Today, Gronk Fitness will let you in on a secret…a “master tip” if you will, that can be applied to literally every exercise to increase your maximum strength and reduce your chance for injury.
Especially if you are stuck in a strength plateau for quite some time or if you are having trouble performing heavy, compound movements (such as squats and deadlifts) without lower back or hip pain, this tip can be the answer you are looking for.
The Problem: Energy Leaks
Energy leaks is a fancy term coined by strongmen and powerlifters and it refers to a lack of body tightness when performing any lift. In layman's terms, if your body is not tight enough before any heavy repetition, energy that could have potentially been allocated towards moving that weight, simply gets wasted, almost oozing out away from your body; hence an energy leak.
Energy leaks are very apparent when executing movements such as the Pull-Up or the Hanging Leg Raise because your body will keep swinging back and forth instead of going through the actual range of motion of the movement. This is a serious problem because it takes away from the exercise you’re doing AND because it increases your chance of injury.
While it’s quite obvious on exercises like Pull-Ups or Dips, it’s far less obvious while squatting or deadlifting, and it’s far more detrimental. The heavier an exercise becomes, the more unstable your body becomes and if you don’t know how to balance the instability, you’re not only losing power but you’re also inviting an injury to happen.
The Solution: Proper Breathing
Proper breathing is crucial to make sure your body is one tight unit before and during every repetition.
Although the following can be applied to any exercise, it’s much more beneficial on exercises that you’re lifting the most amount of weight. That would be squats, deadlifts, bent-over rows, bench presses, overhead press, weighted pull-ups, etc..
Some people tend to advise you to hold your breath during every rep. Other people will advise you to exhale on the positive and inhale on the negative. Both of these approaches are completely and utterly wrong and plain dangerous.
Here’s what you need to be doing:
- Properly set your body up before the first repetition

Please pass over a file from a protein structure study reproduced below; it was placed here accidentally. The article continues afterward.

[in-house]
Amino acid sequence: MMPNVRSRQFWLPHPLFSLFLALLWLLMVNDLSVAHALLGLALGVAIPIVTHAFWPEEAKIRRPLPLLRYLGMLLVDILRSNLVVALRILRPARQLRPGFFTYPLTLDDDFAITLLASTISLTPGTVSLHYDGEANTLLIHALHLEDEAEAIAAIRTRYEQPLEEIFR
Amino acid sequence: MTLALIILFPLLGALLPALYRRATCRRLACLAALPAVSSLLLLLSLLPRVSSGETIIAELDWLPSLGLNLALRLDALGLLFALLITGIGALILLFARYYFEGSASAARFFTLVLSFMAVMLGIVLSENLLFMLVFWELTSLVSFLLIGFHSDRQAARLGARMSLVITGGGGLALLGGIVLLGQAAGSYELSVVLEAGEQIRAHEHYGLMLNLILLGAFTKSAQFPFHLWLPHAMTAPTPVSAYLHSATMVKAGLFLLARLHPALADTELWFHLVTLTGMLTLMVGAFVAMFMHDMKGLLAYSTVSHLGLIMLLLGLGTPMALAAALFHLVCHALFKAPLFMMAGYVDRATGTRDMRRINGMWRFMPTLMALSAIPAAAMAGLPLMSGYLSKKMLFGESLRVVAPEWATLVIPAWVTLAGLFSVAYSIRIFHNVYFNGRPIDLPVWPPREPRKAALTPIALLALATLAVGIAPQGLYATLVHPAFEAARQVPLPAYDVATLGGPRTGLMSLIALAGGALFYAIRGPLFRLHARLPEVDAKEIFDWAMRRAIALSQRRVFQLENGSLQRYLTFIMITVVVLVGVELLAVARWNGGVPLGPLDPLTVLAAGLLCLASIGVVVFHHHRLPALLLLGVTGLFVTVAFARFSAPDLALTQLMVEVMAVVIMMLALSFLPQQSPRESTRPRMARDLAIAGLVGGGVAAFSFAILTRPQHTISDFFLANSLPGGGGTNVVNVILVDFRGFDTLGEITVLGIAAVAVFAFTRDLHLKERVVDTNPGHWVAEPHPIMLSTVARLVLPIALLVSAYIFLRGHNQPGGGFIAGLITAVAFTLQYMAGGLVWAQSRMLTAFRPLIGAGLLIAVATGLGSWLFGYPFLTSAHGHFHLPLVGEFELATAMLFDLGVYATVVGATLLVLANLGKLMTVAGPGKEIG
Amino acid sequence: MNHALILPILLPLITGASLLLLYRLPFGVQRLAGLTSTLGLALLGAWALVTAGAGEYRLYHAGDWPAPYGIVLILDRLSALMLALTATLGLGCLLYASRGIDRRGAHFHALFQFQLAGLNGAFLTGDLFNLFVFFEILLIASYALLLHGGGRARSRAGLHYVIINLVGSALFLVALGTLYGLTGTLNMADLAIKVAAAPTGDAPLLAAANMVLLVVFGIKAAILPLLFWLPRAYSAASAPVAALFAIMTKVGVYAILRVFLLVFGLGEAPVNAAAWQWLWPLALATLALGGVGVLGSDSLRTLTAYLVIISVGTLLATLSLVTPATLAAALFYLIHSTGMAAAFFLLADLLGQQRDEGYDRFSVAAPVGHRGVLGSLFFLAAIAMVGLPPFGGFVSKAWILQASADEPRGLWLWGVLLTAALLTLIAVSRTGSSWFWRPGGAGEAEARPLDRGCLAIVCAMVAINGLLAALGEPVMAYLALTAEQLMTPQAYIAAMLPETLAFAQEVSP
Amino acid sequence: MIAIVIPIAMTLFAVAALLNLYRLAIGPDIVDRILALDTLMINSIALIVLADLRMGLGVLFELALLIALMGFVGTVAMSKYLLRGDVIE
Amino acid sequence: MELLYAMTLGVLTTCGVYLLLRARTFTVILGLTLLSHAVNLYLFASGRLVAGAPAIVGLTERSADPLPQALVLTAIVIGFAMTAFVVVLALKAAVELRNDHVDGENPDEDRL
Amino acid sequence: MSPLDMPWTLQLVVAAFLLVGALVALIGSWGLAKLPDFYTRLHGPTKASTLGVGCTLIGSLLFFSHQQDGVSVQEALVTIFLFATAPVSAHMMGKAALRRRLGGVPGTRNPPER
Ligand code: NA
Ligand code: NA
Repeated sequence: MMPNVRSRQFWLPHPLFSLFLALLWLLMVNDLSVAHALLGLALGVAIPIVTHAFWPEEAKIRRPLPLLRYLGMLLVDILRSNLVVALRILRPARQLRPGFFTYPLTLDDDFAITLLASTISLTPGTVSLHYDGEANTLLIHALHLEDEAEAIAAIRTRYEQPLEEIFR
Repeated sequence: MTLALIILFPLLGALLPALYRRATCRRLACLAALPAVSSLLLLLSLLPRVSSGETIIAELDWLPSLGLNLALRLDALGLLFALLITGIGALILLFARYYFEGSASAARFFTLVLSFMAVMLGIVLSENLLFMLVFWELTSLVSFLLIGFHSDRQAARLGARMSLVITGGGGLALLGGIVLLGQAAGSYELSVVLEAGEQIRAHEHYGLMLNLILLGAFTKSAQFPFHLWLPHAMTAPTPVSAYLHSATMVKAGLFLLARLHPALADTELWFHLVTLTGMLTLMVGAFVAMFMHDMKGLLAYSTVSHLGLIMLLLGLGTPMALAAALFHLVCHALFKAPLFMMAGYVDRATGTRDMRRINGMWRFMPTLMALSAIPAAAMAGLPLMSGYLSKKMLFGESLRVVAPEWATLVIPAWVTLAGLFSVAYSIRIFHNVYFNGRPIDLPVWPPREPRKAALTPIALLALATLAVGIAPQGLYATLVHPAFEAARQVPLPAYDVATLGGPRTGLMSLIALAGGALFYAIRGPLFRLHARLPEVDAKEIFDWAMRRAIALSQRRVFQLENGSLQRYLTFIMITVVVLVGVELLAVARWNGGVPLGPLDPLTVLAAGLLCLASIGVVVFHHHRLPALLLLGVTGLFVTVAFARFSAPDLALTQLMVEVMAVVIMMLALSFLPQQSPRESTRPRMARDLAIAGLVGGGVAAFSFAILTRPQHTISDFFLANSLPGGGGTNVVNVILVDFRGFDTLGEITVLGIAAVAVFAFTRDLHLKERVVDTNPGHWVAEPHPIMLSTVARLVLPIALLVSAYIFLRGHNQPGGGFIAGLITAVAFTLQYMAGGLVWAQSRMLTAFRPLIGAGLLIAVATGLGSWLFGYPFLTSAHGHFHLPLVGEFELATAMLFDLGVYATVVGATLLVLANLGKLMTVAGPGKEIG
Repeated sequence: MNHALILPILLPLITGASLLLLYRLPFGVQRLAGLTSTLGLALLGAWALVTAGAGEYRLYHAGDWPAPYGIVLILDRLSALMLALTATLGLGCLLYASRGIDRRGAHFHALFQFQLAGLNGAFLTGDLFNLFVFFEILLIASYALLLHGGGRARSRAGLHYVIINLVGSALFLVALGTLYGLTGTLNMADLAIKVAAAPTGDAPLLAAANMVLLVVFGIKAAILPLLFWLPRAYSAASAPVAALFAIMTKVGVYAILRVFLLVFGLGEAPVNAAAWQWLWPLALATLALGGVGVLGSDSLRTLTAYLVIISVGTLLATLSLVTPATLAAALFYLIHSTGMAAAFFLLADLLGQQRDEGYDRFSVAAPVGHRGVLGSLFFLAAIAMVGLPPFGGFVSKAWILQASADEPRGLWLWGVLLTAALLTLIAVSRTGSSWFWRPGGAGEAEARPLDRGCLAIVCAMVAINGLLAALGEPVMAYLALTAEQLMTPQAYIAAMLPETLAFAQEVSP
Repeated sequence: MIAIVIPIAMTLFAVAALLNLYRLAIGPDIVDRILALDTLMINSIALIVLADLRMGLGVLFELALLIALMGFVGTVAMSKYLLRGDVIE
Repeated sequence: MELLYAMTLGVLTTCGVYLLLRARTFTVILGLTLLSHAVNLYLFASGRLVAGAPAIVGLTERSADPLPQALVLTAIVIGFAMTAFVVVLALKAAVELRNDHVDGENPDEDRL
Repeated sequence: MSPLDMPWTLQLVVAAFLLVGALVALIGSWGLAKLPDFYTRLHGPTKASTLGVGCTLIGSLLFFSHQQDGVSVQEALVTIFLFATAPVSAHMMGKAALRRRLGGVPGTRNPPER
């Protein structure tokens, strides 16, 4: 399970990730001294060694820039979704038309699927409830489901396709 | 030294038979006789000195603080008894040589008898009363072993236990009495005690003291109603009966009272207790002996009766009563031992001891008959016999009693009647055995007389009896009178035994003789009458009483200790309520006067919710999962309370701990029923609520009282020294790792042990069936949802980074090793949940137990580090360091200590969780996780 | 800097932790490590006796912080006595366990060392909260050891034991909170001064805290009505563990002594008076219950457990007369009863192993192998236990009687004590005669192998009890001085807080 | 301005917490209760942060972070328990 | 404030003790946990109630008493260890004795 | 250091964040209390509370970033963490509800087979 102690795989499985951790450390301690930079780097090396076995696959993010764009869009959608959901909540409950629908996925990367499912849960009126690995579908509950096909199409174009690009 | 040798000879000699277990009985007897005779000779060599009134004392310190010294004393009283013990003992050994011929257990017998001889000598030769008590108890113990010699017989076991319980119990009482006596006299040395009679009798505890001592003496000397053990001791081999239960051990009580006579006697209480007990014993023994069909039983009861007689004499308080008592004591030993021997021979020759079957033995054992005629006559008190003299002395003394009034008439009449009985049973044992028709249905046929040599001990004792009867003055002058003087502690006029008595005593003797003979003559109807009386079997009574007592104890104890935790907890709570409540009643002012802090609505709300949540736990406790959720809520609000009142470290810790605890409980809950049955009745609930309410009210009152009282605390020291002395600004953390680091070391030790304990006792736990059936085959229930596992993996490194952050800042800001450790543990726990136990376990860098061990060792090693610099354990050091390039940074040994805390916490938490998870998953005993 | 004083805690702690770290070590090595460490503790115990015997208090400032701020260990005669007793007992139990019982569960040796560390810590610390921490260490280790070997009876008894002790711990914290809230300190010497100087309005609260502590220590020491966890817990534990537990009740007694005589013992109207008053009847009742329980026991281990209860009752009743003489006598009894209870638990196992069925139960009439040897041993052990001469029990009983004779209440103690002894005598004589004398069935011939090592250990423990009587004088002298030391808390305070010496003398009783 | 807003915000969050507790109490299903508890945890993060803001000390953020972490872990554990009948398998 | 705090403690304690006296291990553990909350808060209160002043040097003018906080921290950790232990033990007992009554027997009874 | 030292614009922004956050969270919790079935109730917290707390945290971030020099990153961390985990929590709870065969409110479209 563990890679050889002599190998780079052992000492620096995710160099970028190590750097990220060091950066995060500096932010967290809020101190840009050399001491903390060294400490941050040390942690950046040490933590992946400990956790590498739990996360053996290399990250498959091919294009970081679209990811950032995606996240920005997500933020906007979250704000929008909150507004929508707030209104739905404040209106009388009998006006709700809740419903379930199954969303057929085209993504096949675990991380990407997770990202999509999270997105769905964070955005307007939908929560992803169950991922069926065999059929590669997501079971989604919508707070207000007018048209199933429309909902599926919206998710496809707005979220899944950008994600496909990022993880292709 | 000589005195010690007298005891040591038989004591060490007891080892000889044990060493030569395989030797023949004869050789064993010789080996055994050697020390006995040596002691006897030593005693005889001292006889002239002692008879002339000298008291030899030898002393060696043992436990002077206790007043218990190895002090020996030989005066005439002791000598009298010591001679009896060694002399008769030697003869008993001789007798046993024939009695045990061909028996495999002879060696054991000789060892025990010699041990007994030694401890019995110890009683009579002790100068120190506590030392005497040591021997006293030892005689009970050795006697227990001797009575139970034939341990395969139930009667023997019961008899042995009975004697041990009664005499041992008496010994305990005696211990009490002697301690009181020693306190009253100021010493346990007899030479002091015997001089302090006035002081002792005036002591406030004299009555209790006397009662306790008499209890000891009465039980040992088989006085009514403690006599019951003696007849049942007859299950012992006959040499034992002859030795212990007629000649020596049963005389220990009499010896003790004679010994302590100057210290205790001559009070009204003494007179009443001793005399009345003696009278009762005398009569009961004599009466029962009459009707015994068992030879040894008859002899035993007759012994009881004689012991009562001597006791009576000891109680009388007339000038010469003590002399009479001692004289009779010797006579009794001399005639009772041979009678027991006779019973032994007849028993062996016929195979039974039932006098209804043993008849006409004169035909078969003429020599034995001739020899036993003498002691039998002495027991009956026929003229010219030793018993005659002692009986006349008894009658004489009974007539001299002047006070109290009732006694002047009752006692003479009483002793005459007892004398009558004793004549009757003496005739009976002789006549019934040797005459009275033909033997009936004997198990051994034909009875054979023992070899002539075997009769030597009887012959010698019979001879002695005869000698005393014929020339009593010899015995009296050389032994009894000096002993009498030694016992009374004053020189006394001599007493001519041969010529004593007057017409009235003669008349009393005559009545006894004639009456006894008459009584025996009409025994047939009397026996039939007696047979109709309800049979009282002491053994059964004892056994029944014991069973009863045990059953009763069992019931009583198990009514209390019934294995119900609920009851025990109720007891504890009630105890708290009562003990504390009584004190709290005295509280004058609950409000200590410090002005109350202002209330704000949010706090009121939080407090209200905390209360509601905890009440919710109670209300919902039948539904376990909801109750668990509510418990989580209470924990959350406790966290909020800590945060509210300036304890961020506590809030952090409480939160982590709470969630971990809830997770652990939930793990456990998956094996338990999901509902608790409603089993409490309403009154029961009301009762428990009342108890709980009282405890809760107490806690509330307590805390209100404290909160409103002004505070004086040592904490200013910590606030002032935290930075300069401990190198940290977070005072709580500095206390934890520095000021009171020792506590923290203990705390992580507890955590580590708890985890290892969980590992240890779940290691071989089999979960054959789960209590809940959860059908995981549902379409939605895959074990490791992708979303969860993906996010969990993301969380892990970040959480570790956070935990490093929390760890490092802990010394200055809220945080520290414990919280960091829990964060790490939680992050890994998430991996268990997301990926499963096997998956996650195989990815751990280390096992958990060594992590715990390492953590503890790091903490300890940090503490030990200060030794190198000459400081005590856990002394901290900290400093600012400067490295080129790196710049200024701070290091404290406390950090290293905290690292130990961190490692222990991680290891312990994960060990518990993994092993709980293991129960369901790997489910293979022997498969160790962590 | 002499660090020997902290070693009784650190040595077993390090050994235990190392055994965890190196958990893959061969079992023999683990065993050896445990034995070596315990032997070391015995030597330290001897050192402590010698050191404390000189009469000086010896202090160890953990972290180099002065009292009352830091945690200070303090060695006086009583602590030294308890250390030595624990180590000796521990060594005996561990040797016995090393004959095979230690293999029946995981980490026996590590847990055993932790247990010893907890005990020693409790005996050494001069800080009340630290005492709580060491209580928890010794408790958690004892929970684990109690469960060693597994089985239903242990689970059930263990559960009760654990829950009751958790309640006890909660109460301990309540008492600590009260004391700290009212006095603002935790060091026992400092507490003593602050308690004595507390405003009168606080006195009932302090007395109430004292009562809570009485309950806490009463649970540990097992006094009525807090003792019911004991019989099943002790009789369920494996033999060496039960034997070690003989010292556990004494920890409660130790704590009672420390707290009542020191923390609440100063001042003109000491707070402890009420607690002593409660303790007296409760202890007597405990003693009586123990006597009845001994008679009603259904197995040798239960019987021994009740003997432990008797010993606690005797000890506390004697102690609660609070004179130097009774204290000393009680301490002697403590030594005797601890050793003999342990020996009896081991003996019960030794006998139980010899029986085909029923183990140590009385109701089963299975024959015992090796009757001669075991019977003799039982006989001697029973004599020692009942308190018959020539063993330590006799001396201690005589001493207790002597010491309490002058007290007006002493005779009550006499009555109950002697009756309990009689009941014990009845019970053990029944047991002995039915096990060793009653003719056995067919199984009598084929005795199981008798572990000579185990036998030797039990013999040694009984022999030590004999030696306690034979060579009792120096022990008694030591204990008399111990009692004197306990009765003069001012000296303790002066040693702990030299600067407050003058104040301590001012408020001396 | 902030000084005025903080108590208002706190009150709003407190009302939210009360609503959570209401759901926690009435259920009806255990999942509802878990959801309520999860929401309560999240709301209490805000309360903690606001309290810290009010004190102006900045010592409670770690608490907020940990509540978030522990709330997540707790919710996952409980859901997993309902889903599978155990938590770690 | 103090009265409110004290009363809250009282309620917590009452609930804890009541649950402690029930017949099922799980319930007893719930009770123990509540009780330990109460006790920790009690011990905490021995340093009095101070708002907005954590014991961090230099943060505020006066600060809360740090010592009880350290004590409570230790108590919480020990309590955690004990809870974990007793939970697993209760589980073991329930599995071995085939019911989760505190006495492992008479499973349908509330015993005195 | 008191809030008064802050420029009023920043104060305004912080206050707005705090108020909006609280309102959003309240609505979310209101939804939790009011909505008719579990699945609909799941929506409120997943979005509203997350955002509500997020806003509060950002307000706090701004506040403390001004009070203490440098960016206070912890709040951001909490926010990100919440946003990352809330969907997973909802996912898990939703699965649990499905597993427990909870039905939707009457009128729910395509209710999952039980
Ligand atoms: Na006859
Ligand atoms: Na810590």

- Take in a big breath with your belly (not your chest)
- Hold that breath for the duration of the entire repetition
- Exhale as soon as the rep is finished and not a second sooner
- Reset your body and your breath and proceed with the next repetition.
This is the only correct way to breathe during your sets and it’s something that you should implement to your training at once, if you haven’t already.
If you tend to hold your breath during a set, this can raise your blood pressure, lower your strength and even cause a stroke or a heart attack. In some minor cases, blood vessels burst which is why you see people with red eyes or burst veins in their legs or arms.
If you tend to exhale in the concentric (positive) and inhale in the eccentric (negative), what you’re doing is definitely not optimal for one main reason; as you exhale while lifting the weight, you are losing core tightness, causing your entire core to collapse under the weight, causing you to fail the repetition or worse, acquire a serious injury.
Proper Technique Revised
Summing up, the correct way to master every lift is to always inhale BEFORE every repetition, maintain that breath in your core while the weight is moving and then let go of the breath between reps. As a bonus, you should always aim to squeeze every muscle in your body, especially your glutes and quads, as they are your foundation for every lift and they will help balance your body, resulting in less energy leaks and more energy output.
If you’ve found this blog post useful, share it with your friends and fellow athletes on your social media.
But before you get ready to apply this master tip to your next training session at home or at the gym, always remember to…get your mind right.